Tech Talk – September

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Last month we talked through build vs. buy. Judging by the questions that followed, we have more to talk about! If you missed last month, click back to August before you read on as there are some premises covered there that we won’t revisit in this post. This month, we focus specifically on buy.

Let’s be upfront . . . buy means you don’t own the code and you can’t do whatever you want with it, so you need to be certain that what you get meets your needs. If there’s nothing in the market that fits the bill, you may genuinely need to develop a full product. If there are viable solutions yet there’s still internal pressure to build, here are some thought exercises to help navigate the discussion.

With a SaaS solution, you’re getting the benefit of massive intellectual property that exists today, will continue to be enhanced, and is purpose-built for your use case. I try to keep this blog free from product plugs, but for expediency’s sake, I’ll shamelessly use Claimatic as an example here. If you need a claims triage and assignment tool, you sign up with us and you’re online in 30-90 days. Everything that went into that experience took experts 10 years to build & fine tune, and we’re still constantly improving it. Do you have 10 years to do what someone else already does well? Is owning the code important enough to be late to market with the capability?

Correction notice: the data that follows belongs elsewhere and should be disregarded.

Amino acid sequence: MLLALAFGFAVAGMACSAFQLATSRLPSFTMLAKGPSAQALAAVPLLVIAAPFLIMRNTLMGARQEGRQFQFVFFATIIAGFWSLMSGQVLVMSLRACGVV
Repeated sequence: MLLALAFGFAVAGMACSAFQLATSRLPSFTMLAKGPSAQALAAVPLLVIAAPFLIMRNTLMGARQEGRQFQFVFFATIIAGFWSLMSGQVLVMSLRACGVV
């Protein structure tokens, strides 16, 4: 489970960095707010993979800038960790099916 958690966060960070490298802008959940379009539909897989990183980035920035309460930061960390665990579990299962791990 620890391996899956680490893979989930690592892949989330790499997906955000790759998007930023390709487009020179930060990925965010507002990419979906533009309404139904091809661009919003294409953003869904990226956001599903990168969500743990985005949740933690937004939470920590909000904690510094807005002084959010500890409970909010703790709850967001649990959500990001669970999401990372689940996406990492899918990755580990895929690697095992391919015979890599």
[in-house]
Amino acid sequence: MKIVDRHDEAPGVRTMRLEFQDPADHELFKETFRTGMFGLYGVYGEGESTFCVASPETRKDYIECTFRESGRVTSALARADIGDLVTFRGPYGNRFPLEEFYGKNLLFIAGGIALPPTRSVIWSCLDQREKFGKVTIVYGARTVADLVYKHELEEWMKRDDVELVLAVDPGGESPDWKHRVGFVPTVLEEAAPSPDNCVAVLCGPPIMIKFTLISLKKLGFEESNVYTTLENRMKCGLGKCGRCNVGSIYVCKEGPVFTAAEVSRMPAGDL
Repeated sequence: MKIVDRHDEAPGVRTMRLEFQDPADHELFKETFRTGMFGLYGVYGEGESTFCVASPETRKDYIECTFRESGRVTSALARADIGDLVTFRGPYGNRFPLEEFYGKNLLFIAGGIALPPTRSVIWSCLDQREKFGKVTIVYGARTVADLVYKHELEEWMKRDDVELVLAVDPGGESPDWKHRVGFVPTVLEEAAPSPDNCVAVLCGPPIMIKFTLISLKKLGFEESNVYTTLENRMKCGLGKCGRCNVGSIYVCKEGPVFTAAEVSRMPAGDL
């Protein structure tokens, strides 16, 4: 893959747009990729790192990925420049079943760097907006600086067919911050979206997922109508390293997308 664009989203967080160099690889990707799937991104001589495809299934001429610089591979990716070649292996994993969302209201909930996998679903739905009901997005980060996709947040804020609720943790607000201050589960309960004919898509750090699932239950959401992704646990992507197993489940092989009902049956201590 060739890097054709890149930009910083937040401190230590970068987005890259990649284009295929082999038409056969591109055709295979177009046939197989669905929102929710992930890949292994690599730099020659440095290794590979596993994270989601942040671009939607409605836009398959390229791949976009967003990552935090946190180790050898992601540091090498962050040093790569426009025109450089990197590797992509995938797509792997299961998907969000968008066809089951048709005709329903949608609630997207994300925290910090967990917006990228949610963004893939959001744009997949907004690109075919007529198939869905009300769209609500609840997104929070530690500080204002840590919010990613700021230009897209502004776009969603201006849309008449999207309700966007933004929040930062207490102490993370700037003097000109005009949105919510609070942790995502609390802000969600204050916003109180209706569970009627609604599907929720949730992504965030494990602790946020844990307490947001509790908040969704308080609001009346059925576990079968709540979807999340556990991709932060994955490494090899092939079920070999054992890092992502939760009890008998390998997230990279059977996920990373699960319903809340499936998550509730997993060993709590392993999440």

SaaS solutions allow you to experiment. Try it on for size, see in short order if it works for your company, and then keep it or kill it. You’ll expend one to three months in that exercise to get to a decent assessment vs. waiting DIY taking six months to a year (or more, depending on complexity) before you even have anything to begin testing. You could test four SaaS products in that time! Dovetailing into the trial run concept is SaaS’s most touted feature, the consumption-based, pay-as-you-go model. Compare the cost of trying a SaaS solution for three months and consuming it for nine months vs. one year with the high upfront cost of securing the necessary resources (see July’s blog for more on this).

There are hard dollar costs that you can quantify, and there are hidden costs that are a bit more challenging to express. In terms of opportunity cost, what will it take away from the business over the life of the project for your leadership, subject matter experts, business analysts, project managers, and compliance specialists to step away from driving the business and step into guiding an IT project? Do you want them engaged with IT for a couple of months on the front end in assessing vendors & evaluating an app, or do you want them engaged forever?

The second hidden cost is accrued risk that comes in the form of compliance and attrition. When you go DIY, your organization is forever on the hook for increasingly complex compliance requirements and annual audits. Any one mistake in that area can be extremely costly – think lawsuits and headlines. Finally, there’s attrition. The workforce is much more fluid than it once was, especially for tech workers. When you go DIY, you’re generally reliant on a small handful of people who fully understand the product. I’ve worked with very advanced, multi-billion-dollar companies who had all the appropriate documentation you could ever want, but when key staff departed, they were left with no one who really understood the care, feeding, and growth of business-critical applications. They went from innovating to keeping the lights on, and they incurred the new expense of finding qualified resources to engage in extended reverse engineering.

So, I’ll end where I started. Are there cases where DIY makes sense? Yes, but they are few. Why spend your precious time and resources re-creating the wheel when someone else already has a perfectly good wheel? You could instead be moving your business forward, and rest assured, your SaaS-ready competitors will be doing just that.


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